Over-complication, Made Simple

Part of my current job is to apply an online store’s tool set to conform to the kind of selling an owner wants for their store. Sadly, this often can create a severe case of unnecessary over-complication, because teaching a computer program that a mix-and-match sale item with four different SKUs can have a series of product-specific quantity discounts applied to the end total isn’t an easy task.

Whoever tried to explain how to do this to the store owner the first time may have figured out how to make it work, but creating a series of product discounts for each flavor prevents the individual flavors from being mixed and matched unless you create a series of conditions for each and every possibility… up to twenty-four! For example, you get a discount if you buy three items in any flavor, which means if you buy three strawberry-flavored items or buy three chocolate-flavored items that you get a discount. Unfortunately, the store program doesn’t understand that two strawberry and one chocolate is ALSO three items because it’s a product promotion and not a store-wide promotion.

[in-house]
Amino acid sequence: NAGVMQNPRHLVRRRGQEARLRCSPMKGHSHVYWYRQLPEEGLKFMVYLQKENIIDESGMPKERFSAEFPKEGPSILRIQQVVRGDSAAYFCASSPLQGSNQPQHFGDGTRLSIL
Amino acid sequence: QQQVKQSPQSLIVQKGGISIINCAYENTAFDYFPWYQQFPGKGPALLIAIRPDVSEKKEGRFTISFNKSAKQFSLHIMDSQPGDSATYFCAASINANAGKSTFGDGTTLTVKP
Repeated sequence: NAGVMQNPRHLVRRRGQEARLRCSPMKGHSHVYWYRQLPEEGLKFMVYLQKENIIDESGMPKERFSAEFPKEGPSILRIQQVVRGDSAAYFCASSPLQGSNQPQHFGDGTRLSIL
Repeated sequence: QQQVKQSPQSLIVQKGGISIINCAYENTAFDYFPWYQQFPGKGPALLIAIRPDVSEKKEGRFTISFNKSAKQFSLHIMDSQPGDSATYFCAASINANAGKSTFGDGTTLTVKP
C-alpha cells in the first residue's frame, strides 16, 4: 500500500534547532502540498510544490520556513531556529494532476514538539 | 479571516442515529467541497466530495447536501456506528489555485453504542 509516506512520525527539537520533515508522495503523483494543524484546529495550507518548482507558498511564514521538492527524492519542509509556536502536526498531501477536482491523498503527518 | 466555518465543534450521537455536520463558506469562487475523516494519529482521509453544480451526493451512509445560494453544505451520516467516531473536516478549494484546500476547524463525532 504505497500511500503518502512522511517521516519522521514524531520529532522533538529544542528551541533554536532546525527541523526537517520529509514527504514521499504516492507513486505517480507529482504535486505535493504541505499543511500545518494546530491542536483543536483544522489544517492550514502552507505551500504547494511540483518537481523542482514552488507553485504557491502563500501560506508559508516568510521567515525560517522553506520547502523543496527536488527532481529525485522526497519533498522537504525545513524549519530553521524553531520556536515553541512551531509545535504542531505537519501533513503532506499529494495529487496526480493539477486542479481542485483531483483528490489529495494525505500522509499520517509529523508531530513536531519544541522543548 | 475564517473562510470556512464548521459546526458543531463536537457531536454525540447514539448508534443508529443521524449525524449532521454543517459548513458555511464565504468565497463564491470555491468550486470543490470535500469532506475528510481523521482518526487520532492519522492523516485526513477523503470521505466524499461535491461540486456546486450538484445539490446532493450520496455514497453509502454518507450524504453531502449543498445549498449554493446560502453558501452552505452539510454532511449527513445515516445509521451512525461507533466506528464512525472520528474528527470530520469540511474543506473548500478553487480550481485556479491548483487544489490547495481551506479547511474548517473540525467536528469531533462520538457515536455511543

The fix sounds complicated, but is actually very simple: don’t over-complicate it to begin with. If there is only one product with a choice of four flavors, you can use attribute editing to give each flavor a separate SKU, then create a series of product promotions for three, four, or full-case discounts. It’s simpler, it easier to set up, and you could add more flavors later without rebuilding the product from the ground up.

Is it smarter to think up an easier way to do something to get out of doing it the hard way? Nah. After all, laziness IS the “mother of invention.”


Orignal From: Over-complication, Made Simple

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